The next day we packed up and made the reverse commute on the trains back to Lisbon. Once in Lisbon we stowed our things at a hostel and went to the Lisboan version of the meatpacking district for a trendy dinner and some dancing on a fake beach to 80s classics. We danced all night and left for our flight at dawn, sadly saying goodbye to Portugal.

Two final thoughts:

1. I created a twitter list of Portugese happennings prior to our arrival and it was quite helpful. Check out Spiffy Niffy’s Portugal list

2. Several of our mishaps could have been avoided if we had rented a car. I would recommend renting a vehicle in Sintra and the Duoro Valley, although we managed without one and had some great stories to tell (and blog posts to write) as a result.

3. I should have mentioned this in a previous post, but the bath towels offered in all of our accommodations throughout the country were the biggest towels of my life, despite the fact that most of the country was petite. As a tall person the large towels were a constant luxury and an incentive to revisit the country. Whoever sponsored the gigantic towel initiative is a tourism genius!

Part 1 – Lisbon and Sintra

Part 2 – Cascais

 

PortuGALs – Cascais

15 Oct

When we were planning our trip, everyone kept saying you HAVE to go to the Algarve, it is the most beautiful beach area in the world. You just HAVE to!! Well, we didn’t.

Instead we chose to go to a beach town close to Lisbon so that later on in our trip we could go up north to the Duoro wine region.  Cascais is a beach town about 45 minutes by train (gosh I just love the Portuguese train system) that in recent years has become more popular with tourists.  Among the hotel options are larger resorts, hostels which Emily described as, “4 year old bedrooms rented out by families,” and a few boutique hotels. For boutique hotels I love searching Tablet’s inventory of gorgeous design hotels, click here to become a member.

I came across the Farol Design Hotel and I began pressuring Emily to stay there thrice daily. I knew the hotel was perfect for a mid-trip indulgence since it was right on the water with a slick design and filled with amenities, the only problem was it was a bit pricey.  When Emily finally relented I realized I had made a mistake and given her a rate that was only for two or more stays, when we were only going to be there for one night. Crushed I decided to email the hotel and see what I could do. After I begged the manager to let us stay there for a reduced rate because “we are two American girls looking to have fun”, (literally that is what I wrote) he relented and we stayed there on the cheap!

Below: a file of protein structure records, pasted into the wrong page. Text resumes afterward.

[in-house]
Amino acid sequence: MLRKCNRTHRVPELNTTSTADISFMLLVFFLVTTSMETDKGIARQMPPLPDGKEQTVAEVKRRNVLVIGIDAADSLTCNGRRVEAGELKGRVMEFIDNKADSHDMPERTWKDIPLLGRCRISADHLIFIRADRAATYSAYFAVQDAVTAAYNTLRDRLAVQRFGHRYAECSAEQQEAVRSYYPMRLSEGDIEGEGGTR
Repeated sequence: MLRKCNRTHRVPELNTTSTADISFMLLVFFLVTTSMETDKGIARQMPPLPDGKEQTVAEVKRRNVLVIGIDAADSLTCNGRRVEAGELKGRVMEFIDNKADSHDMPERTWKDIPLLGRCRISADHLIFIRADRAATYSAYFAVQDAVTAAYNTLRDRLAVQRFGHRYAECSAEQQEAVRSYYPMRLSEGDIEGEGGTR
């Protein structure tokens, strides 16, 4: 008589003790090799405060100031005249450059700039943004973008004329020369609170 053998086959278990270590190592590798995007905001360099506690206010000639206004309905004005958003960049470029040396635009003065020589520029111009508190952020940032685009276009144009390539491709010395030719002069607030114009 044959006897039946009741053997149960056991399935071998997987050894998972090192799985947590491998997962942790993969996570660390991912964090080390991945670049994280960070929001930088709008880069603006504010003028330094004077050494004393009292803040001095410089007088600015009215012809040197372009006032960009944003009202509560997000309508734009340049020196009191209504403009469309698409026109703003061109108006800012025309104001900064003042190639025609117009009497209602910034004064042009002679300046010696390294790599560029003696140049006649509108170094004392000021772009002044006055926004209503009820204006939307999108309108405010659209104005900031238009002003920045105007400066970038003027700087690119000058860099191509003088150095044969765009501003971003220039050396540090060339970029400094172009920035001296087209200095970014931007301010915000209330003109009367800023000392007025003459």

Once we arrived at the hotel I realized I would have given my left foot to stay there, it was so gorgeous. We basically laid out by the pool all day, playing scrabble and working on our tans.

View of Cascais from the Farol pool

Man fishing on the rocks, right off Farol pool

Scrabble and cocktails by the pool

Farol pool at dusk

After our day of basically doing nothing, we decided to head into town for dinner. There was a free outdoor music festival going on and after dinner we listened a popular Brazilian band perform. The best part of the trip into town was our stop at the famous Santini gelateria that our friend Victor from Lisbon gave us the “scoop” on. So many delicious flavors it was hard to make a decision that when I finally ordered I just asked the server to make a recommendation, he gave me raspberry and honeydew, so delicious!

Enjoying our gelato

All in all Cascais was an amazing stop, mostly because the Farol was insane and my skin turned the color of burnt cinnamon ice cream. As my sister always says, “tanning is the only currency on vacation” and I thoroughly ascribe to that mantra.  I would highly recommend stopping in Cascais if you only have a week in Portugal as we did and you want to get a little beach time in. Stay tuned for part 3 of our trip!

Part 1 – Lisbon and Sintra

Part 3 – Douro Valley

PortuGALs – Lisbon and Sintra

12 Oct

I have been wanting to go on a big vacation abroad for some time, but for whatever reason my international vacations have kept getting derailed at the last minute. This summer I was determined to go somewhere new, adventurous and off the beaten path and roped Emily, one of my best friends, into joining me. We initially planned on going to Morocco and almost booked our tickets before realizing that it was going to be Ramadan during our trip. Seeking to avoid an SATC2-esque disaster (which, shockingly I still have not seen) we decided to switch locales.